Lynne Eaton, M.D., is a palliative care consultant and the leader of palliative care services at Mercy Health – Springfield Regional Medical Center. She works with patients who have chronic and/or life-limiting conditions, as well as their families.
“While palliative care is part of hospice care, it is not end-of-life comfort care. As a palliative care consultant, I can see people at the beginning of their diagnosis and follow them through their journey,” she says.
Dr. Eaton helps patients with medical decision making and setting their care goals. This means determining what is most important now that their life has changed due to illness.
“Coming to a consensus on the goals of the patient’s care is important,” says Dr. Eaton. “What are the things that the patient and family want with their health care and what don’t they want? When possible, I like to get involved early to have these discussions about available treatment options and how aggressive they want to be.”
As a team, they work on symptom management and dealing with complications such as pain and shortness of breath. Dr. Eaton also helps with decision-making around quality of life issues, living wills and advance directives. Her goal is to make sure her patients’ quality of life is as good as it can be during their time in her care.
Helping Dr. Eaton with that task is Burbank, a friendly black lab who loves people and is always up for a tummy rub.
Burbank is a service dog in training with Canine Companions for Independence®. Founded in 1975 in New Albany, OH, Canine Companions for Independence® is a non-profit organization that enhances the lives of people with disabilities by providing highly trained assistance dogs among other services.
Dr. Eaton learned about Canine Companions for Independence® several years ago. As an avid dog lover, she volunteered to help raise puppies for the organization.
“I thought, ‘what a great way to give back to the community,” she recalls. Within eight weeks, she was raising her first puppy.
Burbank is her third dog and she started raising him when he was just two months old. This month when Burbank turns 18 months old, he will return to Canine Companions for Independence®. There he will complete advanced training for six months before he’s assigned to his person.
“That’s the worst part,” says Dr. Eaton. “I cry and cry when the dogs go back.”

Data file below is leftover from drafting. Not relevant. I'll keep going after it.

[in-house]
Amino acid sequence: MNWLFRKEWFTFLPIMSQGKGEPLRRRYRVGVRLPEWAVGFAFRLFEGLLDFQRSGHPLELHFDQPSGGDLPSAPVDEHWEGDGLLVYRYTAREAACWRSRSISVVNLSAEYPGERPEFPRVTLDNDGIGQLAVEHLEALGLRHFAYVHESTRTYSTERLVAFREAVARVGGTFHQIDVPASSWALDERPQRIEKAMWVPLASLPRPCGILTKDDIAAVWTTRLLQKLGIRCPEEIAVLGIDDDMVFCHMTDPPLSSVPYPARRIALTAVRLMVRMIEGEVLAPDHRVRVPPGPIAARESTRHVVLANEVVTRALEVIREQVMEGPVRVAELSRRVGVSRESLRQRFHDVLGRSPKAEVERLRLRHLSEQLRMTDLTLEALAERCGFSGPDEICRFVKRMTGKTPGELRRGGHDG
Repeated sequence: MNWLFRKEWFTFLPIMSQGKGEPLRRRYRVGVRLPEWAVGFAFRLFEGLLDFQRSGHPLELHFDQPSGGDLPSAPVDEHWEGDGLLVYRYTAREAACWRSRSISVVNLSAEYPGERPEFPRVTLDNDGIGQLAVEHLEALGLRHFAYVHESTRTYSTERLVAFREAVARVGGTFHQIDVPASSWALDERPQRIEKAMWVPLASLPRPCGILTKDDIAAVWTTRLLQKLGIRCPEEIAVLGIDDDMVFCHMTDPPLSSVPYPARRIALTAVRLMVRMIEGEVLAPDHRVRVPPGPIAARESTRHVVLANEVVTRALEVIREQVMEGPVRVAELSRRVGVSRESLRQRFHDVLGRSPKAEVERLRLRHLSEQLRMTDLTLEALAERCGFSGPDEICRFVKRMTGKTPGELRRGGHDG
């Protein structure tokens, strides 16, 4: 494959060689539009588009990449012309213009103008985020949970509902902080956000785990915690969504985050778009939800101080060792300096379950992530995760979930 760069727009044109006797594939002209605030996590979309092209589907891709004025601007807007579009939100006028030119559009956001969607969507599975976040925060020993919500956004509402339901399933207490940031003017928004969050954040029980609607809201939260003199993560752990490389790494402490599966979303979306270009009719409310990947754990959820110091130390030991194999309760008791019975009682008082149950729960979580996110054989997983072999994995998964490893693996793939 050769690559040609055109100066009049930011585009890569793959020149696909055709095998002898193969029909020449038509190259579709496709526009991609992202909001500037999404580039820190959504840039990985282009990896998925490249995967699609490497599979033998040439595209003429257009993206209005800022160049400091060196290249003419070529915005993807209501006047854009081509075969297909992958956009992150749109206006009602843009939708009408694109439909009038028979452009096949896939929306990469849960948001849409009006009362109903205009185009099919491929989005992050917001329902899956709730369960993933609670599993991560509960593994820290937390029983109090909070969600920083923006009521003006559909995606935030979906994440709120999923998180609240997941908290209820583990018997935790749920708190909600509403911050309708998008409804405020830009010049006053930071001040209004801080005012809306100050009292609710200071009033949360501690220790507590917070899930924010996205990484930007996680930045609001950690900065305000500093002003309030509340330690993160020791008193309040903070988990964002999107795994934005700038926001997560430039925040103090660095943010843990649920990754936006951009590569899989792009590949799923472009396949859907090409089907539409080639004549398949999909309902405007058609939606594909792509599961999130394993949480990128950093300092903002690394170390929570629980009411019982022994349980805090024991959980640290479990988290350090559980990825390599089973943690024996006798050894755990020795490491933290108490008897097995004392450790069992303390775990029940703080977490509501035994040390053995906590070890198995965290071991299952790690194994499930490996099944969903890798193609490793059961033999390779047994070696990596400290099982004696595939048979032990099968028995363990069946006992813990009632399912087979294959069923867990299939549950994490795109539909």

Until then, Burbank is learning the ins and outs of hospitals. He visits with palliative care patients and families twice a week, completing rounds alongside Dr. Eaton.
“I bring him in for two reasons – it helps him in his career and it helps patients and staff to have a dog here,” says Dr. Eaton. “It’s a loving experience for staff and patients. While he’s learning and getting used to different surroundings, he’s bringing joy to patients, their families and the many people caring for them.”
Burbank also brings a lot of health benefits with him during his visits.
“There’s literature to support how dogs help lower blood pressure and heart rate,” Dr. Eaton says. “You can see people visibly relax when he comes by. There’s a physiological and mental component to interacting with animals.”
The relief that Burbank brings is particularly welcomed by Dr. Eaton’s patients and their families.
“Once, I was talking with a family in a difficult situation in the intensive care unit,” she says. “The patient had a dog like Burbank at home. Burbank put his paws on the bed. The patient’s wife then helped put her husband’s hands on Burbank and Burbank licked him. They were overwhelmed to have him there and said how nice it was.”
In another instance, Burbank was in the room alongside a patient’s family during a compassionate extubation procedure to relieve the patient’s suffering. They noted how helpful it was to have Burbank to pet during the experience.
“My goal is to have a dog with me in palliative care all the time,” says Dr. Eaton, who’s already signed up to train her next dog. “They really makes a difference in people’s lives.”
Learn more about the hospice and palliative care services available at Mercy Health.